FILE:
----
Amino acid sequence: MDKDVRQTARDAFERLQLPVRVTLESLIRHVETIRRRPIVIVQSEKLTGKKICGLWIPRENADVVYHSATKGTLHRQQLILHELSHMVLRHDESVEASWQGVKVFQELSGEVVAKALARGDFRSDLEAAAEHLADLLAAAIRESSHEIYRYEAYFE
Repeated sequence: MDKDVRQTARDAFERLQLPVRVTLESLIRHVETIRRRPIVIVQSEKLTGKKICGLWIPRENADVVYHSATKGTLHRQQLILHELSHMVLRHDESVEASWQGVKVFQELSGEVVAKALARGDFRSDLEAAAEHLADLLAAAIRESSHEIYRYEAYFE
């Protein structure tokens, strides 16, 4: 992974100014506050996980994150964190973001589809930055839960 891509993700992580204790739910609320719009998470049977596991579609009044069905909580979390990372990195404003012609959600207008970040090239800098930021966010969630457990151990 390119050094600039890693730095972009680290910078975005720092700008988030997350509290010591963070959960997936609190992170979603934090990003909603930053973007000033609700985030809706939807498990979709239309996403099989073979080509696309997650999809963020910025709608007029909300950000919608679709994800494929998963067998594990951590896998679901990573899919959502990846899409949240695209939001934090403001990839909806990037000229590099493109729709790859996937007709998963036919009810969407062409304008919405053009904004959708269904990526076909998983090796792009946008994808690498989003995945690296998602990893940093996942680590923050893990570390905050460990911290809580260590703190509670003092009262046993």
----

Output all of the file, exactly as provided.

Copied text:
Amino acid sequence: MDKDVRQTARDAFERLQLPVRVTLESLIRHVETIRRRPIVIVQSEKLTGKKICGLWIPRENADVVYHSATKGTLHRQQLILHELSHMVLRHDESVEASWQGVKVFQELSGEVVAKALARGDFRSDLEAAAEHLADLLAAAIRESSHEIYRYEAYFE
Repeated sequence: MDKDVRQTARDAFERLQLPVRVTLESLIRHVETIRRRPIVIVQSEKLTGKKICGLWIPRENADVVYHSATKGTLHRQQLILHELSHMVLRHDESVEASWQGVKVFQELSGEVVAKALARGDFRSDLEAAAEHLADLLAAAIRESSHEIYRYEAYFE
């Protein structure tokens, strides 16, 4: 992974100014506050996980994150964190973001589809930055839960 891509993700992580204790739910609320719009998470049977596991579609009044069905909580979390990372990195404003012609959600207008970040090239800098930021966010969630457990151990 390119050094600039890693730095972009680290910078975005720092700008988030997350509290010591963070959960997936609190992170979603934090990003909603930053973007000033609700985030809706939807498990979709239309996403099989073979080509696309997650999809963020910025709608007029909300950000919608679709994800494929998963067998594990951590896998679901990573899919959502990846899409949240695209939001934090403001990839909806990037000229590099493109729709790859996937007709998963036919009810969407062409304008919405053009904004959708269904990526076909998983090796792009946008994808690498989003995945690296998602990893940093996942680590923050893990570390905050460990911290809580260590703190509670003092009262046993």